Greener way to grow pot?

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Greener way to grow pot?

Pagosa Springs man develops energy-efficient lights
Leo Hayes, CEO of Sonnylight, displays one of his grow lights in his home workshop outside of Pagosa Springs. The former Mitsubishi executive has developed the grow light, which uses different spectrums of light during different growth cycles of plants.
The logo of grow lights developed by Leo Hayes, CEO of Sonnylight of Pagosa Springs.
Vegetable plants are illuminated under grow lights developed by Leo Hayes, CEO of Sonnylight of Pagosa Springs.
Rosemary grows beneath the a Sonnylight fixture at April’s Garden in Durango.
An idea that just grew

They dreamed of a self-sustaining ranch in the Rockies.
When Leo and Pam Hayes moved to their Pagosa Springs ranch in 1997, the Silverton miner’s daughter and retired auto executive envisioned a ranch that would use renewable-energy sources and be a place where they could raise heritage animals and grow their own organic foods.
But the ranch’s location, at more than 8,000 feet above sea level, left them struggling to produce enough food, and many of the grow lights on the market threatened to drain all the energy they produced.
“We cook a lot with fresh herbs, and we wanted to have tomatoes all year long.” Pam Hayes said.
The dilemma, one many locals know well, led to the creation of Sonnylight, an international company that manufactures LED-driven grow-light systems for home and commercial use.
“The picture of what this could be kept getting bigger and bigger,” Leo Hayes said.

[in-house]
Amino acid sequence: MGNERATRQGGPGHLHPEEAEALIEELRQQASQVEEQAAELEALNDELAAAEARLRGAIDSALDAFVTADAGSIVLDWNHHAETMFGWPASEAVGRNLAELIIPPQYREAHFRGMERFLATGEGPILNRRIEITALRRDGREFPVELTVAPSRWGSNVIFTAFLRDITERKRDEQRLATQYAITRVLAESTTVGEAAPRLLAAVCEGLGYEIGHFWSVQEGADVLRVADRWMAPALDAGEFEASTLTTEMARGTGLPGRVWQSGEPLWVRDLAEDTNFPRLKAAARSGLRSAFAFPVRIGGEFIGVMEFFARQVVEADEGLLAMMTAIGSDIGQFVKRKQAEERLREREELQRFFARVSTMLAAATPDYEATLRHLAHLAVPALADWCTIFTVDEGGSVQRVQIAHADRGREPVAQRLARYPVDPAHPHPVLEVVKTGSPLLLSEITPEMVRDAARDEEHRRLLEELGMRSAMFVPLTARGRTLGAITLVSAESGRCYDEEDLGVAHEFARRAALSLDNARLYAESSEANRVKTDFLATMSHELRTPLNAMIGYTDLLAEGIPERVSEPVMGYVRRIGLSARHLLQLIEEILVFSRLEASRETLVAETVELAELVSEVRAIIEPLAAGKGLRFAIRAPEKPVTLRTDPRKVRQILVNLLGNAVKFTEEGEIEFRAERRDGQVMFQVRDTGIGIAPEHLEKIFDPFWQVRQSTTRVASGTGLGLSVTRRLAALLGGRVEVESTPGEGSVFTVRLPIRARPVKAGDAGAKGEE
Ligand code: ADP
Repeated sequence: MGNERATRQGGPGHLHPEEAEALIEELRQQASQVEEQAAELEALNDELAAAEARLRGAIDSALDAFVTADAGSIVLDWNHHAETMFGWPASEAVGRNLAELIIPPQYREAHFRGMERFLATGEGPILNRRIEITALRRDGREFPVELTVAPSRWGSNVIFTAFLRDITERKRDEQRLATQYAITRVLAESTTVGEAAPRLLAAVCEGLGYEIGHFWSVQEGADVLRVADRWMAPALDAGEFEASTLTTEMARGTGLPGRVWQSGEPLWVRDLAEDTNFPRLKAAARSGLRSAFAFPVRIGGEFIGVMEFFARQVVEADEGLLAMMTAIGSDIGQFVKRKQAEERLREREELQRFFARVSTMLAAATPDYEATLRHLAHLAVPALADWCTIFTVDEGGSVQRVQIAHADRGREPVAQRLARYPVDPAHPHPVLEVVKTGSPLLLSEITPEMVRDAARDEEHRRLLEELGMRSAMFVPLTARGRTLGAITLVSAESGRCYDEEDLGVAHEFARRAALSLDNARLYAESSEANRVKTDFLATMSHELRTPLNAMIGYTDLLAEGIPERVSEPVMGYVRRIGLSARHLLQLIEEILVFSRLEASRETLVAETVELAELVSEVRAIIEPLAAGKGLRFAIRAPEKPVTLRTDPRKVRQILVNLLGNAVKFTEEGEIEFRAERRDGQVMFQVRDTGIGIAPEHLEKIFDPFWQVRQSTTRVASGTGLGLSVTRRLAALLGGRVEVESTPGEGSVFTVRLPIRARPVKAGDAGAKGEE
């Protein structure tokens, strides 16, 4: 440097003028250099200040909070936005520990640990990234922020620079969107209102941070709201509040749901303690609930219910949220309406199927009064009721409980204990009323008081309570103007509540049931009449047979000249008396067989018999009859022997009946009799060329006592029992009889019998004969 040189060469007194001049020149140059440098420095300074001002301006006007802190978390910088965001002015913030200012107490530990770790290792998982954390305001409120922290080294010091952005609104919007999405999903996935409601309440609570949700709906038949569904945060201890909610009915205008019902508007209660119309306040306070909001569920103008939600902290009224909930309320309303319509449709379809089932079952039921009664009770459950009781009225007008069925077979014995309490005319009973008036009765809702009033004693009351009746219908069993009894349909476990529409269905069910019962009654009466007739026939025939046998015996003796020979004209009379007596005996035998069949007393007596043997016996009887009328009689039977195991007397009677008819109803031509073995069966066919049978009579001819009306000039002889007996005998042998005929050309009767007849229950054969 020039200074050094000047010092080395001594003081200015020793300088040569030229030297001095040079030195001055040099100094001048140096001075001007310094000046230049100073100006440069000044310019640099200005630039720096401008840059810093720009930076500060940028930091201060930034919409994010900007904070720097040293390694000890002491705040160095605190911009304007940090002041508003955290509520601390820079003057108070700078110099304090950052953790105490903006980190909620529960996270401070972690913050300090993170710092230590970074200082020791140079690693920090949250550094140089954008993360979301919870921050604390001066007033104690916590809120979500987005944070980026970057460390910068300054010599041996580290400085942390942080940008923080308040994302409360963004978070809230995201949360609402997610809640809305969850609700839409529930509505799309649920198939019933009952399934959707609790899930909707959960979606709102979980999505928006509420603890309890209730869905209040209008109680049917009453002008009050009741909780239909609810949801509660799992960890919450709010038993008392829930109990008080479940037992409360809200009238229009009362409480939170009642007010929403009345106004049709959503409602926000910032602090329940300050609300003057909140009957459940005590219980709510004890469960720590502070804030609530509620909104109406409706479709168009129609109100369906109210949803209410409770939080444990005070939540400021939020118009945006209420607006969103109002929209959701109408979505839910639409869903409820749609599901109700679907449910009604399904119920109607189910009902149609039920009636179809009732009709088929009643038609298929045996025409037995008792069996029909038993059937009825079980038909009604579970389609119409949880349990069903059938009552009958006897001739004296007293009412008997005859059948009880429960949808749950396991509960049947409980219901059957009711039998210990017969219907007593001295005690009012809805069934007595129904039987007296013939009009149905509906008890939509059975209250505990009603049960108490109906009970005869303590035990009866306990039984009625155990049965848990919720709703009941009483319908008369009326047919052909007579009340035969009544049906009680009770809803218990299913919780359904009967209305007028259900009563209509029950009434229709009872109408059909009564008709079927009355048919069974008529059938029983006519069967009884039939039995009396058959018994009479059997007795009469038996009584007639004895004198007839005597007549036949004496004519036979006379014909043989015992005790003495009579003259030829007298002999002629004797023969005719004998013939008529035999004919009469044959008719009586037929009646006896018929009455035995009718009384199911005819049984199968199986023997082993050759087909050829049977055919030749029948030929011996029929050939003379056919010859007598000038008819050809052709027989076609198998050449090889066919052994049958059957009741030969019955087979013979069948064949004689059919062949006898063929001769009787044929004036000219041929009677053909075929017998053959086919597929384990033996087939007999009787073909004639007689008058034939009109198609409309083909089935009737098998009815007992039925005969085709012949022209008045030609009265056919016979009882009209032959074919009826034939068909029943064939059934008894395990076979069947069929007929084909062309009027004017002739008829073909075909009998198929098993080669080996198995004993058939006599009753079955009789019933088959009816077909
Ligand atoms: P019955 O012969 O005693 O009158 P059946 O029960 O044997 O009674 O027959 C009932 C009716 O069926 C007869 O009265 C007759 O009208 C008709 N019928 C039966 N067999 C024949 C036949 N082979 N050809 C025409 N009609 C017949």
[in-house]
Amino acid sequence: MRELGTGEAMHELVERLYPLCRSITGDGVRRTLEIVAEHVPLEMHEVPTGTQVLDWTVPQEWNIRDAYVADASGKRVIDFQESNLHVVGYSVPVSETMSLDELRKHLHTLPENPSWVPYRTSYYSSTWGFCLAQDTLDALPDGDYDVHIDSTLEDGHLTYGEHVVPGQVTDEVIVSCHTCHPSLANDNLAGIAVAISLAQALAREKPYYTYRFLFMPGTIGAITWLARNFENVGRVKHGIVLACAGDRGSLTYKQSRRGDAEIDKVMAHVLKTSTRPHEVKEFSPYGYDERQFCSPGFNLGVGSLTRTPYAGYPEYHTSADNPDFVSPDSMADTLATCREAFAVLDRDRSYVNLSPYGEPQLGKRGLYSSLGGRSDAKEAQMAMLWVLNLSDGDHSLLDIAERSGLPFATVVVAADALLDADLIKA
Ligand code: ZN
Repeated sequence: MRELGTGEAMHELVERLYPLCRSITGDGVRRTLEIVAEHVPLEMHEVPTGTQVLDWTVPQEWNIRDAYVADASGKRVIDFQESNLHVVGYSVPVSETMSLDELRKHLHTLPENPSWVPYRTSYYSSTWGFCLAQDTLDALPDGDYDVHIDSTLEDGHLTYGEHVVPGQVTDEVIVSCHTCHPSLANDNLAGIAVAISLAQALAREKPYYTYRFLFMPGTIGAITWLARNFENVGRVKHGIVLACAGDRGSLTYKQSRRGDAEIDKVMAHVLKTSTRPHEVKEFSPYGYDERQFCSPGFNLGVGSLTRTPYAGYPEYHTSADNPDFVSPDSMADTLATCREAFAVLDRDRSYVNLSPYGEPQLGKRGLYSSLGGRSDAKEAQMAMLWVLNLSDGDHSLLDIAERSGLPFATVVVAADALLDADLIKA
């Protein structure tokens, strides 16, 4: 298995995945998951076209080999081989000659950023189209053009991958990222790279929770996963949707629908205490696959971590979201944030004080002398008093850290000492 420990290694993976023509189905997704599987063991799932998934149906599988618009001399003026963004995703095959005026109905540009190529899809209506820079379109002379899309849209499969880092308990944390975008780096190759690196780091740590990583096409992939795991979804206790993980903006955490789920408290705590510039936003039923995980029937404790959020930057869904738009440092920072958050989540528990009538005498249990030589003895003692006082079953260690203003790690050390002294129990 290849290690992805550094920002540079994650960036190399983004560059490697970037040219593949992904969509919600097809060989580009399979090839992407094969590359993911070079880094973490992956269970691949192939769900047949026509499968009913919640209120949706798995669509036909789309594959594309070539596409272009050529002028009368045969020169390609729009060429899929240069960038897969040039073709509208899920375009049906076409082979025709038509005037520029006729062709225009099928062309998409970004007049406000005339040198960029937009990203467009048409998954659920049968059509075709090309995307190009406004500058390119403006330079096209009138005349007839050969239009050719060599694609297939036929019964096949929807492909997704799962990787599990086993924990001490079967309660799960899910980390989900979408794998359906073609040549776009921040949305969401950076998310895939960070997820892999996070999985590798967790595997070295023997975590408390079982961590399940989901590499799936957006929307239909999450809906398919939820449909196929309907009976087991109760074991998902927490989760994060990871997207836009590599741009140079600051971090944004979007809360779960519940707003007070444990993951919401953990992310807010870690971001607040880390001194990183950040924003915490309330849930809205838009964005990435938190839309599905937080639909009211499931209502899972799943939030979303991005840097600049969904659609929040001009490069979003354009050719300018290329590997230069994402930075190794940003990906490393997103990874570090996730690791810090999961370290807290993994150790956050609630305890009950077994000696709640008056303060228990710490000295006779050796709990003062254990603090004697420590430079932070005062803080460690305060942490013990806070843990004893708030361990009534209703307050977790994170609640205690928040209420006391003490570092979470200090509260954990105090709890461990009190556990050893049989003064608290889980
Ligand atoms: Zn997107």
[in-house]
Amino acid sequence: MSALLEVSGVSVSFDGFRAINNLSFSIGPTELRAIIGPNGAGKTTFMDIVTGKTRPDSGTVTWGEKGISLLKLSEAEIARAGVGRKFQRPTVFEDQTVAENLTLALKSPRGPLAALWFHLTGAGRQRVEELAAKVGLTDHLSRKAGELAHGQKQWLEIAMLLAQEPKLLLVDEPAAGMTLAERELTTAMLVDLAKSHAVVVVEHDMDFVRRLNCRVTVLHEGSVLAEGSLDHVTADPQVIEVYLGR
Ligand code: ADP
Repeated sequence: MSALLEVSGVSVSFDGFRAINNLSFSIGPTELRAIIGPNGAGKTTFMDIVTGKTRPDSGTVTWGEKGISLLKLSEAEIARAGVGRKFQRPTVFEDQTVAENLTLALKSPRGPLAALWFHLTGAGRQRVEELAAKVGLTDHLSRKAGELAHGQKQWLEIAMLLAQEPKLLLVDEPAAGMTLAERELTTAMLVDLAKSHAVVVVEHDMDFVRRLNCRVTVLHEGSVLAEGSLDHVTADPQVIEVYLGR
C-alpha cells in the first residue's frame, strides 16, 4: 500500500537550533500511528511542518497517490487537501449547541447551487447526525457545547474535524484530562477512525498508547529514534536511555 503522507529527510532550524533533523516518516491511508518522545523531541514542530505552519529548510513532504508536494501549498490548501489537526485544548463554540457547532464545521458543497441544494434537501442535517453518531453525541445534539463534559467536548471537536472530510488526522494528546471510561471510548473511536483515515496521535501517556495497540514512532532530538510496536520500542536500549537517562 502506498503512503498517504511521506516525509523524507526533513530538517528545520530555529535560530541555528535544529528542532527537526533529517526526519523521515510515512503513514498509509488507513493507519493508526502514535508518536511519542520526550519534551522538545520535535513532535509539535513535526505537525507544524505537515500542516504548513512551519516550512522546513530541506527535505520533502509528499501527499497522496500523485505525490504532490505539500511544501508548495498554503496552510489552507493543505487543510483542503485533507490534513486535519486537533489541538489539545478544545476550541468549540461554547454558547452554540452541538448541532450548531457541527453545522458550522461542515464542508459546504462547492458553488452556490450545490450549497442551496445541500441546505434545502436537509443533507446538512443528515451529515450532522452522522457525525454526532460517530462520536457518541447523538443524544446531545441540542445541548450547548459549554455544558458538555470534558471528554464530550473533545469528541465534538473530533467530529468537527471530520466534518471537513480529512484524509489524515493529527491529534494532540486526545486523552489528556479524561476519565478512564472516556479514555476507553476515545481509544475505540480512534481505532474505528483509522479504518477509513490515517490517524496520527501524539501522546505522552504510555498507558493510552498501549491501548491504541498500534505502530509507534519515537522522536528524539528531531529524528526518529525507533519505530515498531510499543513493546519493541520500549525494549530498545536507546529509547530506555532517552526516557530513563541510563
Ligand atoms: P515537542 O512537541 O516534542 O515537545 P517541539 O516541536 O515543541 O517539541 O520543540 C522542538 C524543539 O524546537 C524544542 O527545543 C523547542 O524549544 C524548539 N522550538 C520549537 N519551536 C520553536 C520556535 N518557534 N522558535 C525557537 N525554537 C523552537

Jim Dyer, director of Durango’s Farm to School program, said people these days are more interested in nutrition and how their food is grown, leading cultivators to seek more energy-efficient and sustainable ways to grow food. Stretched budgets also are causing more people to consider home gardens to supplement their grocery lists, he said.
For those groups, Sonnylight products have “great appeal,” said Joe Keck, director of the Southwest Colorado Small Business Development Center.
The Sonnylight systems include patent-pending computer software that adjusts the light to the plant species being grown and where it is in the growth cycle.
The lights are delivered in “zero-waste” packaging that includes reusable cotton totes and biodegradeable materials that can be used for compost.
And they offer systems designed for both in-home and commercial use, with the smaller light systems using just 15 watts of energy to operate at an estimated annual electric cost of $10.
hscofield@durangoherald.com

Greener way to grow pot?

Leo Hayes, CEO of Sonnylight, displays one of his grow lights in his home workshop outside of Pagosa Springs. The former Mitsubishi executive has developed the grow light, which uses different spectrums of light during different growth cycles of plants.
The logo of grow lights developed by Leo Hayes, CEO of Sonnylight of Pagosa Springs.
Vegetable plants are illuminated under grow lights developed by Leo Hayes, CEO of Sonnylight of Pagosa Springs.
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Rosemary grows beneath the a Sonnylight fixture at April’s Garden in Durango.
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